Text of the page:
Full TGIF Record # 62726
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Web URL(s):http://www.tandfonline.com/doi/abs/10.1300/J099v02n04_05#.UqnOO-KQO8E
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Publication Type:
i
Report
Author(s):McCoy, Edward L.; Stehouwer, Richard C.
Author Affiliation:McCoy: School of Natural Resources, Ohio State University, Wooster; Stehouwer: Department of Agronomy, Pennsylvania State University, University Park
Title:Water and nutrient retention properties of internally porous inorganic amendments in high sand content root zones
Source:Journal of Turfgrass Management. Vol. 2, No. 4, 1999, p. 49-69.
# of Pages:21
Publishing Information:Binghamton, NY: Food Products Press (Haworth Press)
Keywords:TIC Keywords: Soil water retention; Soil amendments; Root zone; Nutrient status improvement; Calcined clay; Diatomaceous earth; Sandy soils; Sand; Cation exchange capacity; Potassium; Calcium; Leaching; Hydraulic conductivity; Mathematical equations; Sand particle size; Sand texture; Porosity; Peat
Abstract/Contents:"Internally porous inorganic amendments (IPIA's) are thought to improve water and nutrient retention of root zones. This study examined the performance of three amendment materials, a calcined clay and two diatomaceous earth products when added to high sand root zone mixes. Water retention aspects focused on the capacity of these materials to retain water and the soil water pressure head where water within the internal pore space is released. Nutrient retention aspects focused on the root zone mix CEC, selectivity of K vs. Ca on exchange sites, and impact of these characteristics on nutrient leaching. All IPIA's retained water in the internal porosity, yet diatomaceous earth materials contained a larger proportion internally than calcined clay. The diatomaceous earth products also released water from the internal pore space at slightly less negative pressure heads than calcined clay. Yet, all IPIA's released water from the internal pore space at relatively low soil water suction. All IPIA's exhibited selectivity for K vs. Ca on exchange sites. Only the calcined clay contained sufficient CEC to translate this selectivity into a K retention response. Thus, mixes containing calcined clay showed the greatest delay in K elution from column leaching experiments."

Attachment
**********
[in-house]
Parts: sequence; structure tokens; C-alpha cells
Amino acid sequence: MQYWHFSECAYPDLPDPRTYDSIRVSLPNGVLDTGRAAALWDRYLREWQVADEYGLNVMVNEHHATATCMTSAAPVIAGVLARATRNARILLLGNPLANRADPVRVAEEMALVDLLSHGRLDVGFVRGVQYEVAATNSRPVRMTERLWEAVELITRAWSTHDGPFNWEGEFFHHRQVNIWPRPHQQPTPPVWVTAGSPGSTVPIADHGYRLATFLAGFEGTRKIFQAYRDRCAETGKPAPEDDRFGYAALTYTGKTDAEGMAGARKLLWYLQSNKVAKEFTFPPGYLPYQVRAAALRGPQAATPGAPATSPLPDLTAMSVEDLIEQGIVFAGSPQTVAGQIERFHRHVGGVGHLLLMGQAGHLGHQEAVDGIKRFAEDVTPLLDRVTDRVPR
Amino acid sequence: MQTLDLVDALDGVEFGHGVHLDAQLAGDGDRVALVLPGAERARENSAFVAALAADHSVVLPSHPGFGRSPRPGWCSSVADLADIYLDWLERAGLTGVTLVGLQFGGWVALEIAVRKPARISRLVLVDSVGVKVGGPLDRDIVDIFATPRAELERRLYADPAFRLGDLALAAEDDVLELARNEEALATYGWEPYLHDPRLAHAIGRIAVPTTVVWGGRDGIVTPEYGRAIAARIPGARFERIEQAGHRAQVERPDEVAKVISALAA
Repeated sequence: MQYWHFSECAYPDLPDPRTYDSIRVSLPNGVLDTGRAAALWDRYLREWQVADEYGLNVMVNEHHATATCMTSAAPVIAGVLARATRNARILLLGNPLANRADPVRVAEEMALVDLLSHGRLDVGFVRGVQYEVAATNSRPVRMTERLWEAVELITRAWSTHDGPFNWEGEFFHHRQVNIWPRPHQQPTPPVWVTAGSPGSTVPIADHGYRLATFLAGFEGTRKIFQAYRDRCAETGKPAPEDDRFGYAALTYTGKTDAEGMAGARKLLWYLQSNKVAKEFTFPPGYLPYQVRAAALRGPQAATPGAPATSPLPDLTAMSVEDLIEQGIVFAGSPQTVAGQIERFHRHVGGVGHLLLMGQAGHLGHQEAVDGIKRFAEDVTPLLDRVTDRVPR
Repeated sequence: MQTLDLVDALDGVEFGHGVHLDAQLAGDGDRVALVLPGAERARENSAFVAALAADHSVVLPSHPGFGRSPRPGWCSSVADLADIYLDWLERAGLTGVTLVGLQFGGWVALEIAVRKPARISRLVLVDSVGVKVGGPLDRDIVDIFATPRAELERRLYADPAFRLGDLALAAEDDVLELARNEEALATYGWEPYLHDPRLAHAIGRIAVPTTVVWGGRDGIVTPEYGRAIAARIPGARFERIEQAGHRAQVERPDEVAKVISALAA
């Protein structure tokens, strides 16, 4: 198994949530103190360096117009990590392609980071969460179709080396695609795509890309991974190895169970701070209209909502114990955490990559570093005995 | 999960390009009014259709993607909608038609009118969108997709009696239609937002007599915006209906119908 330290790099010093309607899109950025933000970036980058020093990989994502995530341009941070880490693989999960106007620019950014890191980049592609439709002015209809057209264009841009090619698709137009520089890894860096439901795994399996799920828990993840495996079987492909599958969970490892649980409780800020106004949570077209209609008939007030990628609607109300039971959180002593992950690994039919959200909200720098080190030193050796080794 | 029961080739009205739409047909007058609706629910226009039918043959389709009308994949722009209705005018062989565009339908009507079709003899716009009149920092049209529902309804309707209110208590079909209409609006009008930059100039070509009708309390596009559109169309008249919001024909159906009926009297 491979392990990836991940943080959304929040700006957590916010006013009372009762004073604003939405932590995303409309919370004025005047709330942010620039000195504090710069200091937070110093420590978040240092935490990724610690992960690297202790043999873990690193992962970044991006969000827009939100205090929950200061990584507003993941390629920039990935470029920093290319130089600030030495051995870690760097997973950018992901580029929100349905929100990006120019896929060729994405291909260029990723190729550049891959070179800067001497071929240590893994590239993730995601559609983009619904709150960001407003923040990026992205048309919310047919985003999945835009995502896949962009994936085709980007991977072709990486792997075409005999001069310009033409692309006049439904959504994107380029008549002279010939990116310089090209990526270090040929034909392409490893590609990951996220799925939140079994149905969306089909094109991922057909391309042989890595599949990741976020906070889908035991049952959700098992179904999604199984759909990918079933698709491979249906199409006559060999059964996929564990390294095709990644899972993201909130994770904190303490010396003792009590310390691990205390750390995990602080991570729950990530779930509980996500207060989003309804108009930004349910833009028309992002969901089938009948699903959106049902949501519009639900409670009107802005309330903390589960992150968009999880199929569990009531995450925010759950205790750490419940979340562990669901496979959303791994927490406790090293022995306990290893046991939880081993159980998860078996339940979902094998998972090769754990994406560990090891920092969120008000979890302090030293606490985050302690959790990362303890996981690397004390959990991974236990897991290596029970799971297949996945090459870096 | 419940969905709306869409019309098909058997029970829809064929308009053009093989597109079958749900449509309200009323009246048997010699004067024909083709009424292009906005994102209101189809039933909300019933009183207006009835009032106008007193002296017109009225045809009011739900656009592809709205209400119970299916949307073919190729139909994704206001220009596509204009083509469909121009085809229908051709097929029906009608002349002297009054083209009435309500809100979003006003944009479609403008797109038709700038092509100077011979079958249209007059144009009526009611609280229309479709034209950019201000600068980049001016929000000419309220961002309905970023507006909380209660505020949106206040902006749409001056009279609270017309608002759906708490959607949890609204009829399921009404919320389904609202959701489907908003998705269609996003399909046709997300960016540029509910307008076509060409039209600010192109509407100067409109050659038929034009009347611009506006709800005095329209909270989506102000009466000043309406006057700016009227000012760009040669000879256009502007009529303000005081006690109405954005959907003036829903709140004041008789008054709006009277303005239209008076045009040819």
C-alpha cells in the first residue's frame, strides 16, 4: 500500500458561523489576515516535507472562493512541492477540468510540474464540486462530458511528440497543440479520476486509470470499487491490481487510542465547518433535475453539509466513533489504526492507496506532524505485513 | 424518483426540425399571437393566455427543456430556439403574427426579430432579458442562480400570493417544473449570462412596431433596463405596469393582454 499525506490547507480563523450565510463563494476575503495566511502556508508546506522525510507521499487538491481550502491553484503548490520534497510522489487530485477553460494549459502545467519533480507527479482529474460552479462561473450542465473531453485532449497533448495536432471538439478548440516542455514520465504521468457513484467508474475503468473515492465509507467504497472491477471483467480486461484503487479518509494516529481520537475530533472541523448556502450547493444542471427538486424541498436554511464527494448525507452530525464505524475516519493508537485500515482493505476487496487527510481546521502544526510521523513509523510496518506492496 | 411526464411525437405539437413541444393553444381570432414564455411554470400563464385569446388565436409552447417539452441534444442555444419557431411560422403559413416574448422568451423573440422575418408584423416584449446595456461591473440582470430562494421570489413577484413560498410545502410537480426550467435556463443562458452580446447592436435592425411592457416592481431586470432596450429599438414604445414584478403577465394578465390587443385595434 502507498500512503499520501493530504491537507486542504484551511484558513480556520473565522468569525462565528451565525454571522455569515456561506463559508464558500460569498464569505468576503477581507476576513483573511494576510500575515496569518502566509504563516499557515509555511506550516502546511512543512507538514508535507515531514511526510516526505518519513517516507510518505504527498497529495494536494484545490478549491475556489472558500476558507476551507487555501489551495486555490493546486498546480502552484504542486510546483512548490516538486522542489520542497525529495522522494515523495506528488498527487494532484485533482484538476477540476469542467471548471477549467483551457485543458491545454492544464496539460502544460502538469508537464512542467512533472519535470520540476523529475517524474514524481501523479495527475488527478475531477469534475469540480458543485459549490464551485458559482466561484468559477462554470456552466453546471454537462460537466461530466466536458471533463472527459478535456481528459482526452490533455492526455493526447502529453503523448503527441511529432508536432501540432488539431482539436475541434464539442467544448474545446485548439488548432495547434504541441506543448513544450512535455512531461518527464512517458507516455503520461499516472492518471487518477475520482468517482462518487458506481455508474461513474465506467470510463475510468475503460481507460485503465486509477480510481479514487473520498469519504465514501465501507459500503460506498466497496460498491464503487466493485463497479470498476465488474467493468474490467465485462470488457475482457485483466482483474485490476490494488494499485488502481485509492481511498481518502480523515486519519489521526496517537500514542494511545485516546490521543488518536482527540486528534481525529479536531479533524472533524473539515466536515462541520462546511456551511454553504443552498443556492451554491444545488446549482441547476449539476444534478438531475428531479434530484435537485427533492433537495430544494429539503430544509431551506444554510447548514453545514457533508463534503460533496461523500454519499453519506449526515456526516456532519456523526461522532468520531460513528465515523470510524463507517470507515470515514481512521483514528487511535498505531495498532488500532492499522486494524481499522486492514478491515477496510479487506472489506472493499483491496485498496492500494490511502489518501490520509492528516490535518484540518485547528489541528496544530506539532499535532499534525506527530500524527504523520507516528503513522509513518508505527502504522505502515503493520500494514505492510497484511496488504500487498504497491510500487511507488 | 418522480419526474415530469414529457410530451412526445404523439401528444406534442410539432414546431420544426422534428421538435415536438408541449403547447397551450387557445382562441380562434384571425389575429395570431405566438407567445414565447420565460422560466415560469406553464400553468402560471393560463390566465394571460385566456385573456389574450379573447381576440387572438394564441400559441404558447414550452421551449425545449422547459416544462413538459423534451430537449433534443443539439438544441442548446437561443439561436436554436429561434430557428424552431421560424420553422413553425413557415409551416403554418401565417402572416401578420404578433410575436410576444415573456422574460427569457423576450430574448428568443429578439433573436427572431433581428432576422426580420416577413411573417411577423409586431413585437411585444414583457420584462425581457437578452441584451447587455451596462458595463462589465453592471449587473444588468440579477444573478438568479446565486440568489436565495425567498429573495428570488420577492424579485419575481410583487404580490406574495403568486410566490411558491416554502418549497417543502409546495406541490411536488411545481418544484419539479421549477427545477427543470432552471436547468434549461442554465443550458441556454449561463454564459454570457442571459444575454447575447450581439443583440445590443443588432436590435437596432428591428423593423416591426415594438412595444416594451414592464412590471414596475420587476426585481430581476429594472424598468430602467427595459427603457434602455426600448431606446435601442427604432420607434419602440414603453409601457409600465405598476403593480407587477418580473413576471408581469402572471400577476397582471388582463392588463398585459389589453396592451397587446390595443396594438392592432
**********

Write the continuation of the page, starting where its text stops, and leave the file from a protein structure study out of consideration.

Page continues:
Language:English
References:20
Note:Tables
Graphs
ASA/CSSA/SSSA Citation (Crop Science-Like - may be incomplete):
McCoy, E. L., and R. C. Stehouwer. 1999. Water and nutrient retention properties of internally porous inorganic amendments in high sand content root zones. J. Turfgrass Manage. 2(4):p. 49-69.
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http://www.tandfonline.com/doi/abs/10.1300/J099v02n04_05#.UqnOO-KQO8E
    Last checked: Item not verified
    Requires: PDF Reader
    Access conditions: Item is within a limited-access website
    Notes: Abstract and Guide page only
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MSU catalog number: SB 433 .J68
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